For example, all else being equal, women in unions earn an average of 13 percent – that’s about $2.50 per hour – more than their non-union counterparts. In other words, unionization can raise a woman’s pay as much as a full year of college does. Unions also help move us closer to equal pay: a study by the National Women’s Law Center determined that the gender pay gap for union workers is only half of what it is for those not in unions.

Unionized careers tend to come with better health and retirement benefits, too. CEPR finds that women in unions are 36 percent more likely to have health insurance through their jobs – and a whopping 53 percent more likely to participate in an employer-sponsored retirement plan.

Unions also support working women at those crucial times when they need time off to care for themselves or their families. Union workplaces are 16 percent more likely to allow medical leave and 21 percent more likely to offer paid sick leave. Companies with unionized employees are also 22 percent more likely to allow parental leave, 12 percent more likely to offer pregnancy leave, and 19 percent more likely to let their workers take time off to care for sick family members.

Women make up almost half of the union workforce and are on track to be in the majority by 2025. As women are overrepresented in the low-wage jobs that are being created in this precarious economy – they are 56.4% of low-wage workers and over half of fast food workers – unions are leading and supporting many of the campaigns to improve their situations. In an important sense, the union movement already is a women’s movement.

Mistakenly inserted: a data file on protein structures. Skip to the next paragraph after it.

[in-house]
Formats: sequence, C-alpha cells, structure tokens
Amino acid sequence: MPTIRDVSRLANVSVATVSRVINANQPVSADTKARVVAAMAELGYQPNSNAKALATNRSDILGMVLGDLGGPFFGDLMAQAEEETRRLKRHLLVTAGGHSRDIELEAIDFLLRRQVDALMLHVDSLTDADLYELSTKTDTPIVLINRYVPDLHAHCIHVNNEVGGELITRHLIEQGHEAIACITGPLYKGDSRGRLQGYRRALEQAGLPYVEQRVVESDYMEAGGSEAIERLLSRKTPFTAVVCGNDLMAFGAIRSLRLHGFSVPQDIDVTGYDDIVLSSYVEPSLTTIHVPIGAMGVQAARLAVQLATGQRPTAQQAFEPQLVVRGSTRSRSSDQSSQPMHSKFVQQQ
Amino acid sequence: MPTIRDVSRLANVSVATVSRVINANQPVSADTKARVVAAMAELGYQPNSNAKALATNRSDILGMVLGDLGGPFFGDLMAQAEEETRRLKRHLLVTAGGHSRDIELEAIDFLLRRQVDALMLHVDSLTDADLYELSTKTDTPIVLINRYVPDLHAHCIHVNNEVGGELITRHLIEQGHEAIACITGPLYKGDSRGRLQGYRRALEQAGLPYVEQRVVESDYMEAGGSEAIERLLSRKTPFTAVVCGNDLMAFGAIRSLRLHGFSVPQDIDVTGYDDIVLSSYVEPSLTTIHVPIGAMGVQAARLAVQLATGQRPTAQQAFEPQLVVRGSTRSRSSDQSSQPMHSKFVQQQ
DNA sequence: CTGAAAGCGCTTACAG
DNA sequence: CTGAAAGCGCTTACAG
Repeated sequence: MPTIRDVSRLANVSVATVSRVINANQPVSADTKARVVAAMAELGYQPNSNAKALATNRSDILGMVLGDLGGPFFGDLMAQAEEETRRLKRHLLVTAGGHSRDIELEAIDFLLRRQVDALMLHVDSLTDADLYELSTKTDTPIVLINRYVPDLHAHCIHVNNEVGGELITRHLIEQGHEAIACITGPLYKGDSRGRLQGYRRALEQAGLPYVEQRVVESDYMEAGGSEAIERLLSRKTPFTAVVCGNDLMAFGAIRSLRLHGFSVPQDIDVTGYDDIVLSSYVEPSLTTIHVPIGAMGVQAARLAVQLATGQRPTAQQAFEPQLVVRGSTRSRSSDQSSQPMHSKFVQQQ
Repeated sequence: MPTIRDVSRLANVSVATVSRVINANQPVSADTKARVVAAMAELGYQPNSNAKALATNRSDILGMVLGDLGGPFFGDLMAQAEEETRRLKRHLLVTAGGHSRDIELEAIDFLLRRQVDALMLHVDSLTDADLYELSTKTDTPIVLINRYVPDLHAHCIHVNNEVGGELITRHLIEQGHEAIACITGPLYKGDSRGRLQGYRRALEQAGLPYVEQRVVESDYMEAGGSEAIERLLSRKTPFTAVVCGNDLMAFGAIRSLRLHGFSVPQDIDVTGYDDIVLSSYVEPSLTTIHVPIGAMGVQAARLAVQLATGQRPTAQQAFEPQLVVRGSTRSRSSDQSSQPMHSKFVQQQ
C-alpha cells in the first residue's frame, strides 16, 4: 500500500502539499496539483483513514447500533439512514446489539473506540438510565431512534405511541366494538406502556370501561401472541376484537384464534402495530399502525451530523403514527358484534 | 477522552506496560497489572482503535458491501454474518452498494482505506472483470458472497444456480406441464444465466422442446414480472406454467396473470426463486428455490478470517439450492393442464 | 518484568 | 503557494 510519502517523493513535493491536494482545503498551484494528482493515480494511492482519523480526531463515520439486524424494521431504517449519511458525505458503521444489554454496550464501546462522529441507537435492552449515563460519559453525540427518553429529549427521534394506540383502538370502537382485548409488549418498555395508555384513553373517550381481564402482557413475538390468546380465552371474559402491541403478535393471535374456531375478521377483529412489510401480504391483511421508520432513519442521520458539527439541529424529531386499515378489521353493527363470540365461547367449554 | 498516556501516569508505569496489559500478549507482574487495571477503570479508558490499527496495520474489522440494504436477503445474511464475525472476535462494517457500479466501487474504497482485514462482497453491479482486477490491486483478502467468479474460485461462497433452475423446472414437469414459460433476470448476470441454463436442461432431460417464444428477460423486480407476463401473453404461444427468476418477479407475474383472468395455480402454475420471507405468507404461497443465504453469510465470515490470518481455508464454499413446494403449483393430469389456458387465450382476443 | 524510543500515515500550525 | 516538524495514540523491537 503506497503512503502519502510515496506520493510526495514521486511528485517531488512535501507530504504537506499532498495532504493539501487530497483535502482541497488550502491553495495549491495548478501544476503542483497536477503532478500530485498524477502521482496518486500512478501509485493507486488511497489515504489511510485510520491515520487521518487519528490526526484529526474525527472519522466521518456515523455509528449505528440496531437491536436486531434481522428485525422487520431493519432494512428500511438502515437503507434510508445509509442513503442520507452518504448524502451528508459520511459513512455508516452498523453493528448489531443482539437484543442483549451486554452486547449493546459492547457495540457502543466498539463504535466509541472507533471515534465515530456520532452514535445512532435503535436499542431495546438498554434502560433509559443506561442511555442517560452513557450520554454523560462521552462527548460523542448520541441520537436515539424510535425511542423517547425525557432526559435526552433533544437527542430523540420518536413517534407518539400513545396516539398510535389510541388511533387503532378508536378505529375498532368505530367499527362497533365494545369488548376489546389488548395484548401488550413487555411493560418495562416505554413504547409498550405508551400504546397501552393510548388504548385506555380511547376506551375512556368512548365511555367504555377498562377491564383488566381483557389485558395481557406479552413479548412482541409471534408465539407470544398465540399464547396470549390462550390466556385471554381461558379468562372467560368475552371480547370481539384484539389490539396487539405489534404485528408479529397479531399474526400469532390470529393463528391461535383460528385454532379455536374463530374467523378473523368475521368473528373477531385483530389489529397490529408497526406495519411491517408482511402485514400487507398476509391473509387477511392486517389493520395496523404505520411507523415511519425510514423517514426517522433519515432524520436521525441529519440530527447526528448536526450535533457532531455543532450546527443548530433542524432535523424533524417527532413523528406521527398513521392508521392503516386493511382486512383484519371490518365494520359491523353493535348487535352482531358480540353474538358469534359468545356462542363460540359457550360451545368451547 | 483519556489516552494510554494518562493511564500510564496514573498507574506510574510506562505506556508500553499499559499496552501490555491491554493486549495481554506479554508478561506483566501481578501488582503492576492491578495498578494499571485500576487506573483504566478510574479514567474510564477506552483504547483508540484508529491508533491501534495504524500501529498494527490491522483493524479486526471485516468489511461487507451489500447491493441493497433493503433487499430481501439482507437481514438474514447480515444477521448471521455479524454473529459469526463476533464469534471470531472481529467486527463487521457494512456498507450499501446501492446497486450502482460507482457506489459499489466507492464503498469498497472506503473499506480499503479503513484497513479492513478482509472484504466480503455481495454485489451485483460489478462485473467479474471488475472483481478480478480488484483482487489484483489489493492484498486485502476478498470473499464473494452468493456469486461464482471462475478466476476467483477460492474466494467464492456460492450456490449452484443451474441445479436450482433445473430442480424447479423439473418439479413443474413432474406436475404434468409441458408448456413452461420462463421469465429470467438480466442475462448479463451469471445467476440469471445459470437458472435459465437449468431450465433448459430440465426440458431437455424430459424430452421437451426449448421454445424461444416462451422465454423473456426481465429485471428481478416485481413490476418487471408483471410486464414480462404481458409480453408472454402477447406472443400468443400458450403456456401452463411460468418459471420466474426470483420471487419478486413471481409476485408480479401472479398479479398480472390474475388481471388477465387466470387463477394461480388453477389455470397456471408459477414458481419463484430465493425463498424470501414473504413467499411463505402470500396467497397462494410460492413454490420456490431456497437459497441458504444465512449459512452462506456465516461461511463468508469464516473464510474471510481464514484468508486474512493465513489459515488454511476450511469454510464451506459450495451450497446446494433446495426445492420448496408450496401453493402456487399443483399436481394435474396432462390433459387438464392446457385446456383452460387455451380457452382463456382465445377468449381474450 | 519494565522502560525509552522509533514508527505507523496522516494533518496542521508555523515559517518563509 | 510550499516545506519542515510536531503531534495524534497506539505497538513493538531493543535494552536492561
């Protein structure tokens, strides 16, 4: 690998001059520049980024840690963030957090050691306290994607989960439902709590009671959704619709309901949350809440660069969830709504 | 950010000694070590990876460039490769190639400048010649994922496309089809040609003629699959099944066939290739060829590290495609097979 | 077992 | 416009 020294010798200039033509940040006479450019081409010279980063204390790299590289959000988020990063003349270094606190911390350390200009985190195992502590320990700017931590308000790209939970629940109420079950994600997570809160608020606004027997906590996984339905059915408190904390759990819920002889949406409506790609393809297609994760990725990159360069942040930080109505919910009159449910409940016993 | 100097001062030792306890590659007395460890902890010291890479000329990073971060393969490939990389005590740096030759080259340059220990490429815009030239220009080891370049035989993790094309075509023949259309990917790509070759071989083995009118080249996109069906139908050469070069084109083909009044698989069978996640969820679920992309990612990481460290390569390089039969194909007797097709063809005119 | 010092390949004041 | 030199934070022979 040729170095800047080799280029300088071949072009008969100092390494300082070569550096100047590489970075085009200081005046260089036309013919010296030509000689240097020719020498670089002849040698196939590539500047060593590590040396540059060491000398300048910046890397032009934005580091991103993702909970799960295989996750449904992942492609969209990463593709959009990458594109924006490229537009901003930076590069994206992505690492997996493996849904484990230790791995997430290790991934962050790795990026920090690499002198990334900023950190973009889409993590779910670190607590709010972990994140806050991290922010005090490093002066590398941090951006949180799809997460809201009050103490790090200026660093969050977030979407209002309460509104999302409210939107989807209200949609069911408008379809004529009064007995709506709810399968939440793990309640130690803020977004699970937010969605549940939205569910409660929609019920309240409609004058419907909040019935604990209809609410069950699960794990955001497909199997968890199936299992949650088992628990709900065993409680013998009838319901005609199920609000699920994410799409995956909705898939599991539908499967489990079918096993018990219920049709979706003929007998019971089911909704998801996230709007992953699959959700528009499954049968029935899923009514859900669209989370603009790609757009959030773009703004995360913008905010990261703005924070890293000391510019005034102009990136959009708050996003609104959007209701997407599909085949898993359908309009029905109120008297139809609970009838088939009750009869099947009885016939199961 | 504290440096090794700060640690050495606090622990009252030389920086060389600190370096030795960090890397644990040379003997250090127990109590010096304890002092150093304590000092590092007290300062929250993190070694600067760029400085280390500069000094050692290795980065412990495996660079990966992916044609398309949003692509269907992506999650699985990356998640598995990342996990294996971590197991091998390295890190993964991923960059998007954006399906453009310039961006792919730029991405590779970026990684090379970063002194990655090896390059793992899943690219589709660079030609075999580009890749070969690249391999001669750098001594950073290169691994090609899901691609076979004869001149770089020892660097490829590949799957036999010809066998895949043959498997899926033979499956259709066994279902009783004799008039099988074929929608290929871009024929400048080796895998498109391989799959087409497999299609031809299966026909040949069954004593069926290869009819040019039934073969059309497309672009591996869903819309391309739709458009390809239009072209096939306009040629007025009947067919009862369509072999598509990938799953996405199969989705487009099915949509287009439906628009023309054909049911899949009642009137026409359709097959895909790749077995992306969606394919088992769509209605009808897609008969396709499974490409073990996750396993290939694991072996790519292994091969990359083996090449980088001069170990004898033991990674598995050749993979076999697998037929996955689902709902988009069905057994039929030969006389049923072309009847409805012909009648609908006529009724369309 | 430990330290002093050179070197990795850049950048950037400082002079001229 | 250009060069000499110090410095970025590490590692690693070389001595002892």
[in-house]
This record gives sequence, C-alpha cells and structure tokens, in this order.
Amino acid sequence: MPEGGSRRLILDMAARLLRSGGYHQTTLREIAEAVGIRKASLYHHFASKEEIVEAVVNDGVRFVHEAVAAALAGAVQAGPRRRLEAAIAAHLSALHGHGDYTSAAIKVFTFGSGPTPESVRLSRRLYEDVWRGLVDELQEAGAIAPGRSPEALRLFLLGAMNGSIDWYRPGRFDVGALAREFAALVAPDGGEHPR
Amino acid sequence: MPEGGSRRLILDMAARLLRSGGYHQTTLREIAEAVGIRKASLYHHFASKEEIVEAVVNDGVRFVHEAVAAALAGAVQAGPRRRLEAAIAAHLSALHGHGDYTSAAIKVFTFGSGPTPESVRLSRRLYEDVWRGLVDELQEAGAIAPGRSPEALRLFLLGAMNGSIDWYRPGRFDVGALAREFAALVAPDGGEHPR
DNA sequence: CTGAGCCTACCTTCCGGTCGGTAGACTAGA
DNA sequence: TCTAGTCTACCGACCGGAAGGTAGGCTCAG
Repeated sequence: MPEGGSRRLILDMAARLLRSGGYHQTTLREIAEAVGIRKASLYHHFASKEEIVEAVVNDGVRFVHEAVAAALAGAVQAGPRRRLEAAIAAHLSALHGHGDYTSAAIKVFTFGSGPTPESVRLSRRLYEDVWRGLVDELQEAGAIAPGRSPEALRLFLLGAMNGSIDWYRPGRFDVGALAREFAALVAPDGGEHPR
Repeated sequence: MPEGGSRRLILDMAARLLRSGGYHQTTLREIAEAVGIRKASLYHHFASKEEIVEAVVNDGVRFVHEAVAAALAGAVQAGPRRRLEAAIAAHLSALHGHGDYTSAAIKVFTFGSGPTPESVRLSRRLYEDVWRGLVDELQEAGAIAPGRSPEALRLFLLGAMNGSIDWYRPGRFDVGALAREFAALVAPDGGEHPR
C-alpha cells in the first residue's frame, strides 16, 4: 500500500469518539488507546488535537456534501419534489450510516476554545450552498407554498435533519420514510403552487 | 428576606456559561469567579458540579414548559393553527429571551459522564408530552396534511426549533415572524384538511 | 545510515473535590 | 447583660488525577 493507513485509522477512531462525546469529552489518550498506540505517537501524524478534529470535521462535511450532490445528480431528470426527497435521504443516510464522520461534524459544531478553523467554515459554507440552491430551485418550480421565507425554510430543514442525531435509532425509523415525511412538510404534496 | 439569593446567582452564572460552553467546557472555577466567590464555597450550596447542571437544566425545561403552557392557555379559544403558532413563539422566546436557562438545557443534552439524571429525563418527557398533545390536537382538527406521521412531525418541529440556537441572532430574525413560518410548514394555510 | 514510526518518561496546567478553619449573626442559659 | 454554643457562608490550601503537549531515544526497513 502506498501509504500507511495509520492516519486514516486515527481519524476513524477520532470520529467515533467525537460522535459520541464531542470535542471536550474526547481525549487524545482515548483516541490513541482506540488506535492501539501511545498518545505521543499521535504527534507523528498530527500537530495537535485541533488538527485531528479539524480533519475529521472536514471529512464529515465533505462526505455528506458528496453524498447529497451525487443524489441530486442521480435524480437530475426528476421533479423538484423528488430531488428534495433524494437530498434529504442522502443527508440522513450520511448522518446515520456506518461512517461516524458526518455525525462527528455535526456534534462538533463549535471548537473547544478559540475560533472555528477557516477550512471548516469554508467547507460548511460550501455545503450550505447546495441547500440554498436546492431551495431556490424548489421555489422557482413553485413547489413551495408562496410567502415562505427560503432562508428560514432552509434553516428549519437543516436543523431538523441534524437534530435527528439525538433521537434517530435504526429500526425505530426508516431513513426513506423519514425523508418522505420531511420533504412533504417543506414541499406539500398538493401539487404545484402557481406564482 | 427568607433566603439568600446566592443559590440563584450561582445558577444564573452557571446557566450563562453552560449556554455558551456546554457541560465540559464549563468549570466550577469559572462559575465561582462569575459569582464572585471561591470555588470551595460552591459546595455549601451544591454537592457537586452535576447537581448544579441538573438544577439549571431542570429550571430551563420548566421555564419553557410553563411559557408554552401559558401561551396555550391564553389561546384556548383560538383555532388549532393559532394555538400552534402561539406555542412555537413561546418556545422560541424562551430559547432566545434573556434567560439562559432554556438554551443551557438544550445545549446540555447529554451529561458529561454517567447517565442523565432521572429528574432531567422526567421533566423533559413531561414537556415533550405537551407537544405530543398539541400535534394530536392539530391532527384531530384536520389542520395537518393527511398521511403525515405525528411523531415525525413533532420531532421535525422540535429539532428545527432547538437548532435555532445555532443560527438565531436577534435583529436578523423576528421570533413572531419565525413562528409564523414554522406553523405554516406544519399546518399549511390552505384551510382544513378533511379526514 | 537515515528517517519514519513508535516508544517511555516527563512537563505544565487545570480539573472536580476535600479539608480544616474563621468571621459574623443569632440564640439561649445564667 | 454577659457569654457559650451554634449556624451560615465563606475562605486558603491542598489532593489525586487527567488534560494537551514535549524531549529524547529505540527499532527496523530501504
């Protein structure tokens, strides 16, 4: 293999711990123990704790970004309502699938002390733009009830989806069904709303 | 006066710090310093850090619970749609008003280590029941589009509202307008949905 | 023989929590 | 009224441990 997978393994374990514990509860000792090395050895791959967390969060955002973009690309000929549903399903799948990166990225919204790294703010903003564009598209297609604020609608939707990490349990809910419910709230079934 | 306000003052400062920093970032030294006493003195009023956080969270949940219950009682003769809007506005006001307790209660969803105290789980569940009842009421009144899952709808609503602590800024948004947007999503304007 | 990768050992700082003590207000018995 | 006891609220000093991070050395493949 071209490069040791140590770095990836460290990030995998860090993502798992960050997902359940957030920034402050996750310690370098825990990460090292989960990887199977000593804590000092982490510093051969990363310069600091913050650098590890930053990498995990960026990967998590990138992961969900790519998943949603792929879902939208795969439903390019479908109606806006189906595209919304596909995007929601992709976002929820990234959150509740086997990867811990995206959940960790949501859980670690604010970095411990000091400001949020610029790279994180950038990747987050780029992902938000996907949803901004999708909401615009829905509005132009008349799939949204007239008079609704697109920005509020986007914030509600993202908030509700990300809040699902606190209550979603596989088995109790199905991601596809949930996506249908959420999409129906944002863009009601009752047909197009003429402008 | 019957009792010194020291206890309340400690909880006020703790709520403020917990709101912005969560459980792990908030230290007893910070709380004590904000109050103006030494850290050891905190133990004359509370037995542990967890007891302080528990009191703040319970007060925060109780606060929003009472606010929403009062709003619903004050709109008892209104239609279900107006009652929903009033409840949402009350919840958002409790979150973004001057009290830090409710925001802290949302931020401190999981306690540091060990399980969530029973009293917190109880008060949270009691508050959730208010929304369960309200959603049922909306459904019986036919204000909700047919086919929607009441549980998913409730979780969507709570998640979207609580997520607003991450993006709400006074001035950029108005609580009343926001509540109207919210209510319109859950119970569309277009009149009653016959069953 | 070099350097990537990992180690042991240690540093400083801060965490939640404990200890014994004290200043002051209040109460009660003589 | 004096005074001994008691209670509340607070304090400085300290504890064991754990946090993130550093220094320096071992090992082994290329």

Education and skills can get women only so far. It’s a conundrum that women have surpassed men when it comes to formal schooling, yet women have made little progress catching up on pay. Many women who do everything right — getting more education and skills — still find themselves with low wages and no benefits.

With unions already playing a central role in helping to meet the needs working women and their families in the 21st century economy, anyone concerned about the well-being of women should also care about unions.

Nicole Woo is the director of domestic policy at the Center for Economic and Policy Research.  This post is based on her new study,  “Women, Working Families, and Unions,” and originally appeared at Girl w/ Pen!